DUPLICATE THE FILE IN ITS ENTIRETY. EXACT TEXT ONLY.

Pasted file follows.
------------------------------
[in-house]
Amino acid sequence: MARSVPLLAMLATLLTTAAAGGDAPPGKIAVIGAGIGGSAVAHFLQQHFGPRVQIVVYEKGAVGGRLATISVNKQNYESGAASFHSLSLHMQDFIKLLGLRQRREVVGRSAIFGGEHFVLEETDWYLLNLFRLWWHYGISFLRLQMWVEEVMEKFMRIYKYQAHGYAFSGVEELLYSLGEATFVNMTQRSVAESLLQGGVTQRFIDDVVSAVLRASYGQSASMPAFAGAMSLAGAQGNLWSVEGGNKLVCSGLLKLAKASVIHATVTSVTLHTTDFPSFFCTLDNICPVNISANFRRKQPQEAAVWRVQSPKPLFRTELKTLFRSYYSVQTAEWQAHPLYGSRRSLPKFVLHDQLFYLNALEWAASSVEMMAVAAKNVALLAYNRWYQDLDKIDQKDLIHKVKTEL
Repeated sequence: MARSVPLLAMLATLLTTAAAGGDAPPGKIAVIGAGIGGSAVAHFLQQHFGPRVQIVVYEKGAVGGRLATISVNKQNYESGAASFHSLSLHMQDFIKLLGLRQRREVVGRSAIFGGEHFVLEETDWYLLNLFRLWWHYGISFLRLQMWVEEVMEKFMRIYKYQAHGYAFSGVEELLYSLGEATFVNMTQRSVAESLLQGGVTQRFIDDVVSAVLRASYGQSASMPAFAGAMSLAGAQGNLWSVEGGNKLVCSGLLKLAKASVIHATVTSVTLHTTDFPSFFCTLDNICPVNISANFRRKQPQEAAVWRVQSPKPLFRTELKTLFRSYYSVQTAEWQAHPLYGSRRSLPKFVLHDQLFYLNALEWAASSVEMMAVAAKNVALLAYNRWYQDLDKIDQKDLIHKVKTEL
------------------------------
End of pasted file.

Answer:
[in-house]
Amino acid sequence: MARSVPLLAMLATLLTTAAAGGDAPPGKIAVIGAGIGGSAVAHFLQQHFGPRVQIVVYEKGAVGGRLATISVNKQNYESGAASFHSLSLHMQDFIKLLGLRQRREVVGRSAIFGGEHFVLEETDWYLLNLFRLWWHYGISFLRLQMWVEEVMEKFMRIYKYQAHGYAFSGVEELLYSLGEATFVNMTQRSVAESLLQGGVTQRFIDDVVSAVLRASYGQSASMPAFAGAMSLAGAQGNLWSVEGGNKLVCSGLLKLAKASVIHATVTSVTLHTTDFPSFFCTLDNICPVNISANFRRKQPQEAAVWRVQSPKPLFRTELKTLFRSYYSVQTAEWQAHPLYGSRRSLPKFVLHDQLFYLNALEWAASSVEMMAVAAKNVALLAYNRWYQDLDKIDQKDLIHKVKTEL
Repeated sequence: MARSVPLLAMLATLLTTAAAGGDAPPGKIAVIGAGIGGSAVAHFLQQHFGPRVQIVVYEKGAVGGRLATISVNKQNYESGAASFHSLSLHMQDFIKLLGLRQRREVVGRSAIFGGEHFVLEETDWYLLNLFRLWWHYGISFLRLQMWVEEVMEKFMRIYKYQAHGYAFSGVEELLYSLGEATFVNMTQRSVAESLLQGGVTQRFIDDVVSAVLRASYGQSASMPAFAGAMSLAGAQGNLWSVEGGNKLVCSGLLKLAKASVIHATVTSVTLHTTDFPSFFCTLDNICPVNISANFRRKQPQEAAVWRVQSPKPLFRTELKTLFRSYYSVQTAEWQAHPLYGSRRSLPKFVLHDQLFYLNALEWAASSVEMMAVAAKNVALLAYNRWYQDLDKIDQKDLIHKVKTEL